Monday, July 21, 2014

Bad Boys, Bad Girls, and why we love them so...

When I heard this month's topic, I must admit I got just a little frustrated. I'm not a Bad Boy. Worse, I've had to help friends recover from the fallout of a relationship with a Bad Boy who they just couldn't resist.

I asked the Ur-Goth why they had such an appeal, but she couldn't tell me. She's not really into them, either in reality or in fiction. Thing is, we both acknowledge that they do seem to have a huge appeal. So in the interests of trying to talk about them, I thought about the equivalent, Bad Girls. I certainly relate to the attraction there. The zest for life, the lack of attention to societal pressure, and the wanton disregard for anything resembling rules.

Of course, what with me totally getting distracted from the topic, that didn't really pan out either, so I started looking at 'Bad Boys', trying to see what they have in common. Han Solo, Malcolm Reynolds, Angel, Spike yeah, I'm a Sci-Fi fan, as you can see. Thing is, even with that short list, one stands out. Three of them are really good guys with a tough outer shell, and maybe some dark impulses...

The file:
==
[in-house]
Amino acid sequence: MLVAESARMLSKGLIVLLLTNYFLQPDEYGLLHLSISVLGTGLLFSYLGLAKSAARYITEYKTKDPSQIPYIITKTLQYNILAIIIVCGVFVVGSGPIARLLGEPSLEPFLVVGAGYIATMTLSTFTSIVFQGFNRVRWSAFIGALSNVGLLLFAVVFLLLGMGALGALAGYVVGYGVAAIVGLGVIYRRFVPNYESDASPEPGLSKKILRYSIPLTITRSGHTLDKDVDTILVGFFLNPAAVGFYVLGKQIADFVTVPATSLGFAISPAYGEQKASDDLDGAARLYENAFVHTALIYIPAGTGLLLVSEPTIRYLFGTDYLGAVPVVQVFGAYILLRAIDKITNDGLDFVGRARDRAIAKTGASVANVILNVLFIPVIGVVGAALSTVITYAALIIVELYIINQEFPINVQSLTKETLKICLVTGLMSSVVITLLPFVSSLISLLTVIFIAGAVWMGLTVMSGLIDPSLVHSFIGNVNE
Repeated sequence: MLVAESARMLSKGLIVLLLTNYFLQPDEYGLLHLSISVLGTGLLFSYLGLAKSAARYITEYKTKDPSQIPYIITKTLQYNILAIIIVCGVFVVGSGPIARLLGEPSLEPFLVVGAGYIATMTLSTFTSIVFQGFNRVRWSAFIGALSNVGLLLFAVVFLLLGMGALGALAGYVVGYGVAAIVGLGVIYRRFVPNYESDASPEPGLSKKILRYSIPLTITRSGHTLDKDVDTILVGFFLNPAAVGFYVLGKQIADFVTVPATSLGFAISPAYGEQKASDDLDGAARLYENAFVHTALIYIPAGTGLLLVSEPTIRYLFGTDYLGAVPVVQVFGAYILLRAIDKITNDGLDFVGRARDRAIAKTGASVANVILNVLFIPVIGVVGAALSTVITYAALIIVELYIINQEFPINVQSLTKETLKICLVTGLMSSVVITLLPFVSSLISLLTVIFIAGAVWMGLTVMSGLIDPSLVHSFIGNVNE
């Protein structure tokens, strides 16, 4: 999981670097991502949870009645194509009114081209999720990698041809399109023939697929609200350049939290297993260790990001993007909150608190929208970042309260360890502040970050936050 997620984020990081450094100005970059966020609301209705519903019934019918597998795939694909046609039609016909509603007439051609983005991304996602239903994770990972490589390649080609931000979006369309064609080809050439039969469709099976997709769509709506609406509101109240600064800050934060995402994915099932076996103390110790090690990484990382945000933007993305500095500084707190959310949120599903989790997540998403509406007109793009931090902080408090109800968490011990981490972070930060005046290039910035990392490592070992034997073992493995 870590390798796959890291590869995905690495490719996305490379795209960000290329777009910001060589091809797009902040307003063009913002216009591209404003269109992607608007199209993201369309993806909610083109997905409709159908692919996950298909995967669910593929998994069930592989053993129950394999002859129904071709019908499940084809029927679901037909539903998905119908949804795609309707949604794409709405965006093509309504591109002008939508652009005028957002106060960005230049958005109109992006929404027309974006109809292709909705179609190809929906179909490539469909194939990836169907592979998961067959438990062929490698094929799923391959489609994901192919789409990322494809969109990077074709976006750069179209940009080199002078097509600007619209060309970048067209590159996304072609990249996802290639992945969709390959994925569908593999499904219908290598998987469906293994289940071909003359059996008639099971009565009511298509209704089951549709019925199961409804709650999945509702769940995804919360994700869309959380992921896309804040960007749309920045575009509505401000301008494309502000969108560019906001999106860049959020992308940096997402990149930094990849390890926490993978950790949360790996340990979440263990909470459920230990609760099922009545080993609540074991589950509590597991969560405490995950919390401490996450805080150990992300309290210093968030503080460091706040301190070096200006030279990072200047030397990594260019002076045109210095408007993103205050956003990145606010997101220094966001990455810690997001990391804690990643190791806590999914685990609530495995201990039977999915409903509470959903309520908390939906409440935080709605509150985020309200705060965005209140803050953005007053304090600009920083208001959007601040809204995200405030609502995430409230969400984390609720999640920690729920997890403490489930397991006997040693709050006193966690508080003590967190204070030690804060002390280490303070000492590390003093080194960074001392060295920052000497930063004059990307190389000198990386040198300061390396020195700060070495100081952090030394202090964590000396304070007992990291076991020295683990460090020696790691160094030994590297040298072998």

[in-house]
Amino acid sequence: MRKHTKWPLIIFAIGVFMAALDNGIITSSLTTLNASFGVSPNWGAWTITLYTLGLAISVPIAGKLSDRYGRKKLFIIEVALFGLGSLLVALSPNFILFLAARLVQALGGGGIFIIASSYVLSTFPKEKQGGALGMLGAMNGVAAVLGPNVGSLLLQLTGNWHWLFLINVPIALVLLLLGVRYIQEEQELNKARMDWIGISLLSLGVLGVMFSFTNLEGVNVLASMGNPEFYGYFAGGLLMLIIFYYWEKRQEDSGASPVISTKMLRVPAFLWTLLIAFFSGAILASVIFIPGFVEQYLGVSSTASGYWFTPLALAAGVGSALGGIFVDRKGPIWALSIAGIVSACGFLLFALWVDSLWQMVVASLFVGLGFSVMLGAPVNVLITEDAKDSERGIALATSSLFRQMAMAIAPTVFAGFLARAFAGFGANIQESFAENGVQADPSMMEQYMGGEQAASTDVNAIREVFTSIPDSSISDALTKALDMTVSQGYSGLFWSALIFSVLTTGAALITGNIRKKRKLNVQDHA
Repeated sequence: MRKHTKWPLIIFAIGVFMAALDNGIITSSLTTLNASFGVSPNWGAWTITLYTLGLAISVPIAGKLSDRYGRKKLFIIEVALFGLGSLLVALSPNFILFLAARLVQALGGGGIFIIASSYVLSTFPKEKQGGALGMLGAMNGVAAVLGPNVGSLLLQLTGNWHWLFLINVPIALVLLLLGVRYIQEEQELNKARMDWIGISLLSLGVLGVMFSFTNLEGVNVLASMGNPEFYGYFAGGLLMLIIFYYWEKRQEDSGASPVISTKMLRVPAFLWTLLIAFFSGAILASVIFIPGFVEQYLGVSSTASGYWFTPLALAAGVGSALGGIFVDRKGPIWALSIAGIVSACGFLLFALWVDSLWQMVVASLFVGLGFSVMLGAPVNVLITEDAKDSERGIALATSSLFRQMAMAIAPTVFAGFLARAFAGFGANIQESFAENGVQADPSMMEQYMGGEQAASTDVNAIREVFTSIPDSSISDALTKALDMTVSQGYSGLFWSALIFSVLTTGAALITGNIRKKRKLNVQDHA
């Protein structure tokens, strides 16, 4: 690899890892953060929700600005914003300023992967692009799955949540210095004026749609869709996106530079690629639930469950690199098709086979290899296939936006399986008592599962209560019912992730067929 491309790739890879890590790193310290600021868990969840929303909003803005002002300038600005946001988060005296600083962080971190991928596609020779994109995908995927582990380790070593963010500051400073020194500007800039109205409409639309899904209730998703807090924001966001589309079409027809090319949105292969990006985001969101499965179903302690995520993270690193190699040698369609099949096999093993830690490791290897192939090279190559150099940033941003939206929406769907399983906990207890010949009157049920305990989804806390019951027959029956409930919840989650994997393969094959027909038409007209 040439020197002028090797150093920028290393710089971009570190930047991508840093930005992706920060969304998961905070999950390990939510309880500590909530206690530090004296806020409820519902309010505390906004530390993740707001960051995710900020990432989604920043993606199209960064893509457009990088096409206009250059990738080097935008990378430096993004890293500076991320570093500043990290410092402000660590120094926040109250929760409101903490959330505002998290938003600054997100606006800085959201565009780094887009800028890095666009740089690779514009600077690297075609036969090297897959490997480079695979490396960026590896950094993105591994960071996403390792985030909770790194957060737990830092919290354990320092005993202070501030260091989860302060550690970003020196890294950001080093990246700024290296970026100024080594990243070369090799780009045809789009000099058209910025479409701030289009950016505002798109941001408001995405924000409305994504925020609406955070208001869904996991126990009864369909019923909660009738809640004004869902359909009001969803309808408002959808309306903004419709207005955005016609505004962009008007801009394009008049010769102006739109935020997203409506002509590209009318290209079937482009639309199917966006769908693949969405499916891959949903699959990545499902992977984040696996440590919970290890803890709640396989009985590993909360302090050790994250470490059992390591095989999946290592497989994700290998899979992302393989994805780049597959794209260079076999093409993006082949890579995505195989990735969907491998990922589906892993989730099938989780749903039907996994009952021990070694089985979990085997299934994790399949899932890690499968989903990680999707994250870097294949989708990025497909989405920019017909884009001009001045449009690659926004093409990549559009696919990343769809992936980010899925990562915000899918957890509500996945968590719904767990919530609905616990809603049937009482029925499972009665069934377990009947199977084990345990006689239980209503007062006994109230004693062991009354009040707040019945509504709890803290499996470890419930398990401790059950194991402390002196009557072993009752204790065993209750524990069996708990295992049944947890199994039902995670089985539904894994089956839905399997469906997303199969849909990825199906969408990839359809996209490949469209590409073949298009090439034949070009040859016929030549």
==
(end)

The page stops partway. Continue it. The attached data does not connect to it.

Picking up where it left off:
...And then there's Spike. Unrepentant vampire and thug. You get too close to him, and he'll eat you up, and not in any kind of good way. But even before he turned over a new leaf and became a 'good guy', he had legions of romantically inclined fans. It took me a while to figure out what he's got in common with the other two, the core of the appeal of Bad Boys (and Bad Girls, for that matter).

Bad Boys do what they want.

Bad Boys don't do anything they don't want to do.

If a Bad Boy shows interest in you, it's real.

Once I realized that, I realized I'd been writing a Bad Boy for a while now. Steve, the firefighter-turned-superhero in my serial Blue Bloods, is a guy who does the right thing for all the wrong reasons. His reprobate behavior is forever getting under the skin of his teammates, Drew and Angela. Every time they're about to kick him out the door, he takes a hit for them. Not because he felt obligated, or because he thought it was the right thing to do.

Because it seemed like fun at the time.

And he wanted to.